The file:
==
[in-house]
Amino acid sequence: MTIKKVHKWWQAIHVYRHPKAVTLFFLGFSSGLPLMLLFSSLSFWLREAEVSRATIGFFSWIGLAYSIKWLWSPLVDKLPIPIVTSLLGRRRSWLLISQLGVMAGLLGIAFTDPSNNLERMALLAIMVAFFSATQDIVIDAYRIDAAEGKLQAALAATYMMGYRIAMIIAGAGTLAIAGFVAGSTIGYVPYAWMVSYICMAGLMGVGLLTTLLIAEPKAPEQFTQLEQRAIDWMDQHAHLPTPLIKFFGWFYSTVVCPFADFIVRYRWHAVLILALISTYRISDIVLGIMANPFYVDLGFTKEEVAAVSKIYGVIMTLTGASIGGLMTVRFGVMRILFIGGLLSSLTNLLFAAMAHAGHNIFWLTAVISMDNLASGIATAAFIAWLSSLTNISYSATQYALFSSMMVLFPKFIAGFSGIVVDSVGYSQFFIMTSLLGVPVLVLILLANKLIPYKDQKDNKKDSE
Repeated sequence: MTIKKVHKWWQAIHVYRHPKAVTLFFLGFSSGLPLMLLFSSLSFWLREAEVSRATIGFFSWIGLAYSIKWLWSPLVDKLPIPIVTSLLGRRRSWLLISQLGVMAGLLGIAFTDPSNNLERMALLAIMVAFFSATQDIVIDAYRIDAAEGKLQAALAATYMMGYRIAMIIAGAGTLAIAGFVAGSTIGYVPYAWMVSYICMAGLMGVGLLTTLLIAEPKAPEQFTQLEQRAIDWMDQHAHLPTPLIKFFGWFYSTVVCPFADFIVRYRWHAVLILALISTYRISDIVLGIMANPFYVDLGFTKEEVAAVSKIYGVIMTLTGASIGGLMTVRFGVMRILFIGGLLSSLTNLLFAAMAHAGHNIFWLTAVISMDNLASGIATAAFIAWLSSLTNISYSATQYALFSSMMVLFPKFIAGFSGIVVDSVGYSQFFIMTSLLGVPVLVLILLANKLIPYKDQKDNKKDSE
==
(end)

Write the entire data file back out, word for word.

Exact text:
[in-house]
Amino acid sequence: MTIKKVHKWWQAIHVYRHPKAVTLFFLGFSSGLPLMLLFSSLSFWLREAEVSRATIGFFSWIGLAYSIKWLWSPLVDKLPIPIVTSLLGRRRSWLLISQLGVMAGLLGIAFTDPSNNLERMALLAIMVAFFSATQDIVIDAYRIDAAEGKLQAALAATYMMGYRIAMIIAGAGTLAIAGFVAGSTIGYVPYAWMVSYICMAGLMGVGLLTTLLIAEPKAPEQFTQLEQRAIDWMDQHAHLPTPLIKFFGWFYSTVVCPFADFIVRYRWHAVLILALISTYRISDIVLGIMANPFYVDLGFTKEEVAAVSKIYGVIMTLTGASIGGLMTVRFGVMRILFIGGLLSSLTNLLFAAMAHAGHNIFWLTAVISMDNLASGIATAAFIAWLSSLTNISYSATQYALFSSMMVLFPKFIAGFSGIVVDSVGYSQFFIMTSLLGVPVLVLILLANKLIPYKDQKDNKKDSE
Repeated sequence: MTIKKVHKWWQAIHVYRHPKAVTLFFLGFSSGLPLMLLFSSLSFWLREAEVSRATIGFFSWIGLAYSIKWLWSPLVDKLPIPIVTSLLGRRRSWLLISQLGVMAGLLGIAFTDPSNNLERMALLAIMVAFFSATQDIVIDAYRIDAAEGKLQAALAATYMMGYRIAMIIAGAGTLAIAGFVAGSTIGYVPYAWMVSYICMAGLMGVGLLTTLLIAEPKAPEQFTQLEQRAIDWMDQHAHLPTPLIKFFGWFYSTVVCPFADFIVRYRWHAVLILALISTYRISDIVLGIMANPFYVDLGFTKEEVAAVSKIYGVIMTLTGASIGGLMTVRFGVMRILFIGGLLSSLTNLLFAAMAHAGHNIFWLTAVISMDNLASGIATAAFIAWLSSLTNISYSATQYALFSSMMVLFPKFIAGFSGIVVDSVGYSQFFIMTSLLGVPVLVLILLANKLIPYKDQKDNKKDSE